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Cooking a Turkey

post #1 of 21
Thread Starter 
I need some advice from turkey-cooking experts. See, a few years ago, I cooked a turkey for the first time and it didn't turn all brown and crispy. It was all liquidy and the meat broke easily. When you buy a turkey, were do you defrost it? And how long does it take to defrost. I haven't tried to cook anymore. But I want to try this year. Any suggestions.
post #2 of 21
all food is supposed to be defrosted in the refrigerator. For a long time I thought it was just supposed to be left outside of both the fridge and freezer, but in a class I had it said that all foods are to be defrosted in the fridge. My dad is really good with turkey, I'll ask him and tell ya later
post #3 of 21
I don`t think I am an expert, but everyone likes my turkey. I cover it with foil until the last 30 to 60 minutes, then take the foil off so it will brown and crispen.
post #4 of 21
My mom buys those big plastic baking bags (I think they are Glad but may be Reynold's). She cuts up a few stalks of celery, a few apples, and a couple of onions. She rubs the turkey all over with Poultry Seasoning (you can find it in the spice aisle) then sticks it and the cut up apples celery and onions in the baking bag. Close the bag then poke a couple of holes in it with a fork. I am sure she opens it up sometime to let the skin brown, but I'm not sure since we just peel the skin off anyway.

The turkey comes out so flavorful and moist. It's fantastic!
post #5 of 21

The first turkey I ever cooked was when I was 18 years old. I wanted to so impress my dad and boyfriend. Well, word to the wise TAKE OUT THE GIZZARD PACKET THAT'S INSIDE THE BIRD BEFORE YOU COOK IT!! I didn't and when I tell you the bird was pink and undercooked!! Best thing to do is get a meat thermometer. I never stuff my turkey either. I cook the stuffing separately on the stove.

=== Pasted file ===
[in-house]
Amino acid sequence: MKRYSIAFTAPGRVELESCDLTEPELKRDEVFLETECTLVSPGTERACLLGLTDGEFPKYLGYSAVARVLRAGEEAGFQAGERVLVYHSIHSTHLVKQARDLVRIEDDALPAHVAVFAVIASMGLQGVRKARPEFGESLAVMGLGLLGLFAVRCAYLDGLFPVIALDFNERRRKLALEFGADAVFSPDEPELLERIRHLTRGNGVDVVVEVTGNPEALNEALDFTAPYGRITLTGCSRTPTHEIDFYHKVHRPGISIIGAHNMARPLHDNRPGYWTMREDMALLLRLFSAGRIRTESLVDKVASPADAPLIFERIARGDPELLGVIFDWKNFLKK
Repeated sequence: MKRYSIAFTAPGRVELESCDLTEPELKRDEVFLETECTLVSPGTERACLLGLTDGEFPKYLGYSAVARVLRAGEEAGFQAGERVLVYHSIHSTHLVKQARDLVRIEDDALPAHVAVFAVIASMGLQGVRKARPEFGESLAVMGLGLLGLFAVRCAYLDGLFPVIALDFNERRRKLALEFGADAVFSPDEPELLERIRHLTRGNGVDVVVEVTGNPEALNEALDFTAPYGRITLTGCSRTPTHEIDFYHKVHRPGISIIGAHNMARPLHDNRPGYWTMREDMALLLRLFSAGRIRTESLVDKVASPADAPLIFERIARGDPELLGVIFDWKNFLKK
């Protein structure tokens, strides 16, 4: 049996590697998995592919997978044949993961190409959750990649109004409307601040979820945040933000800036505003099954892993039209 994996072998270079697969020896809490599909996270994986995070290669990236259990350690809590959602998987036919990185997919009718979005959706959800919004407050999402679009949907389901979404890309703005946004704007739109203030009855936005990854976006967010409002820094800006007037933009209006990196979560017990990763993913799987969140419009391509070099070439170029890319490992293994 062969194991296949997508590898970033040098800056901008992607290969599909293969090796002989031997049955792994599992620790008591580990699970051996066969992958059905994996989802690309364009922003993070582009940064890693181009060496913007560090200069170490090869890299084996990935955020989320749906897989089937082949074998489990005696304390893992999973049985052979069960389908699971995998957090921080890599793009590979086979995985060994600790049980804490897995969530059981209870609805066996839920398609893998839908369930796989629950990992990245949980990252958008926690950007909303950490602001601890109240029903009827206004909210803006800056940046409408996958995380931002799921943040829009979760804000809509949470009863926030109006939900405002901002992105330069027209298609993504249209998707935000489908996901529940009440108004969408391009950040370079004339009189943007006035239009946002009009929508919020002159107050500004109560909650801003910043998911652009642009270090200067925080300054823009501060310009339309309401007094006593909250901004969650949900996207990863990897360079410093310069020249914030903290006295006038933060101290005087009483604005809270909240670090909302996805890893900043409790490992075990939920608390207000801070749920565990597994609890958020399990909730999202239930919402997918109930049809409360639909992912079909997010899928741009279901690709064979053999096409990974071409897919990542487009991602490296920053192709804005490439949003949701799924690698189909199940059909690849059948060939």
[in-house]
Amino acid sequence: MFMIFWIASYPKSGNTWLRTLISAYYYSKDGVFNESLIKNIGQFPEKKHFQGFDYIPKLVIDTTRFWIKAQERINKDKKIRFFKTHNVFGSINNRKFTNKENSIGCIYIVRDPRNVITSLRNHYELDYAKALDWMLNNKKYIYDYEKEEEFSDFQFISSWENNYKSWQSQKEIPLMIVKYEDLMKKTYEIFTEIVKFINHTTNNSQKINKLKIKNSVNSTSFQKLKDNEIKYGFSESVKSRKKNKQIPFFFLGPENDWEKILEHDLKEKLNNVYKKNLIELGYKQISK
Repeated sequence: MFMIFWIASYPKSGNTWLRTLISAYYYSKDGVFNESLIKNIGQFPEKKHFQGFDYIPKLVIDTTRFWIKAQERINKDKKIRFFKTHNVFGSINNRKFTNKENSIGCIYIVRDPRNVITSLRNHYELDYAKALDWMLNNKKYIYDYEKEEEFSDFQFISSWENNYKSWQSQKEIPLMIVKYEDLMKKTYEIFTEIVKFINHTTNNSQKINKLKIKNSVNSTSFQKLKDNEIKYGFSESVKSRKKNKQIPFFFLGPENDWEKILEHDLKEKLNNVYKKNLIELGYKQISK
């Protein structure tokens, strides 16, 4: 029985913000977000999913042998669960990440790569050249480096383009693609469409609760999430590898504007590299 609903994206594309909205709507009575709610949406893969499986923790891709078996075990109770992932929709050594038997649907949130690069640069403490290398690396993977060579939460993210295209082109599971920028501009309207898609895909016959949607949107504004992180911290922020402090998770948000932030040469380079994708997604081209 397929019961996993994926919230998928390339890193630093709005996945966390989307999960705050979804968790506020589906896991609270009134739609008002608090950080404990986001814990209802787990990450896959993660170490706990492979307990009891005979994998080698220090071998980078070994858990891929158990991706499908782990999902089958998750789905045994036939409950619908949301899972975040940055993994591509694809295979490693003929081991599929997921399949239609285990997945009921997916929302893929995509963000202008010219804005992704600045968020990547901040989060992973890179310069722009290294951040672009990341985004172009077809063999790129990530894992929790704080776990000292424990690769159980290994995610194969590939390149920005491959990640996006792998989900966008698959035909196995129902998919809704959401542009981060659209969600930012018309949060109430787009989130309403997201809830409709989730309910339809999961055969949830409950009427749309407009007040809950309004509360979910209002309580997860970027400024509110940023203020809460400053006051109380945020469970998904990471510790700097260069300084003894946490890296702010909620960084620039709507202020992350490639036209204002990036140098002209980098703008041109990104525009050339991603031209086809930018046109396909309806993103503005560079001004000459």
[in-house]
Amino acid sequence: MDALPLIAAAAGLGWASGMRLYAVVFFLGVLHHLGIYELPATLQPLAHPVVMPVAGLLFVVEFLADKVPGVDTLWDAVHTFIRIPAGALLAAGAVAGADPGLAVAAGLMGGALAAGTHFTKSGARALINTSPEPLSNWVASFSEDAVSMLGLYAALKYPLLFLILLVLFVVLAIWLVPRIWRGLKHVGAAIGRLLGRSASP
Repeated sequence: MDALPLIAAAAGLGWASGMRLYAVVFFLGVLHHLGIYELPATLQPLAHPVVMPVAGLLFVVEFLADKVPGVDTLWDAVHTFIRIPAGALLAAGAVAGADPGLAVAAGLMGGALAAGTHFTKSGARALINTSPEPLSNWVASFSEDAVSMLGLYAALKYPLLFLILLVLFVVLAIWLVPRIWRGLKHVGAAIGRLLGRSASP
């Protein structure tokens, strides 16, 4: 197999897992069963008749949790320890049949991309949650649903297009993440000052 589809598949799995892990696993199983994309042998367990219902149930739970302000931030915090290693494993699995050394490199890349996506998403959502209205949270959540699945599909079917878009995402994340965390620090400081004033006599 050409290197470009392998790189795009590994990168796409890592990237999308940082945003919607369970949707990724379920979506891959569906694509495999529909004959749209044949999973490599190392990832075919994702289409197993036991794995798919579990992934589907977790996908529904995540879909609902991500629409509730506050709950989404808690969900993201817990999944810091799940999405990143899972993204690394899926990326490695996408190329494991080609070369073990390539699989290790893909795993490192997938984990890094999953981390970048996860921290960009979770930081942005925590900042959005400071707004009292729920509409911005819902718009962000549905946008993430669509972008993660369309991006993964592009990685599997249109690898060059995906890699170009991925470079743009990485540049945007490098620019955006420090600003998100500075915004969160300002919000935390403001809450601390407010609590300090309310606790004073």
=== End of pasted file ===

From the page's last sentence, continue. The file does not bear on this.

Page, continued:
I think Perdue has a turkey with one of those pop-up thingys that pops up when the turkey is done.

If all else fails, you can do a few things:

1. Make dinner reservations at a restaurant
2. Make meatloaf and mashed potatoes instead
3. Buy a cookbook
4. Go to someone else's house for dinner
5. Go to a soup kitchen
6. Have a bowl of cereal
7. Buy a pre-cooked turkey
post #6 of 21
The last 2 turkeys I cooked, I got those dinner deals from the grocery store. It was pre-cooked, but I still put it in the over for about an hour to an hour & half. They all turned out soooooooo juicy! I did cook a turkey that I had to pull the giblets & gunk out, and I put butter & foil over it and it turned out good, too.
post #7 of 21
First you find a big deep Afghanistani cave...add napalm or tac nuc sauce...roast for 2 days.
post #8 of 21
LOL, Donna! I did the same thing the first time I cooked a turkey at age 18.

I rub the skin with margarine, then add salt, pepper, and some garlic powder. I also roast it over water in the pan. Keeps it nice and juicy. Mmmm, can't wait for Thanksgiving!
post #9 of 21
I'm jealous! In Canada our Thanksgiving was Oct 8. I want turkey! Nena, you can always buy a fresh turkey (we always do) and then you don't have to worry about defrosting, or freezer burn. We start our as normal, but we lay bacon across all exposed surfaces. This add a lovely flavour to the bird & the gravy if you make the gravy from the juice. You take the bacon off 45-60 min before it's finished & this will allow it to brown nicely
post #10 of 21
First of all, ALWAYS defrost in the fridge. For a 15lb turkey you should start defrosting it at least 2 days before or the inside will still be frozen.
Make sure to take out the gizzard pack and wash the bird inside and out w/ cold water. Pat it dry. Rub it down w/ either butter or margarine or a light coating of oil. Season it how you like, I use salt, pepper, garlic powder. Make sure to season inside too!!
Bake it according to the weight, and keep it covered w/ foil until the last 30 min or so. It will be crispier if you have it on a rack so the juices can drip and then you can collect them for the gravy!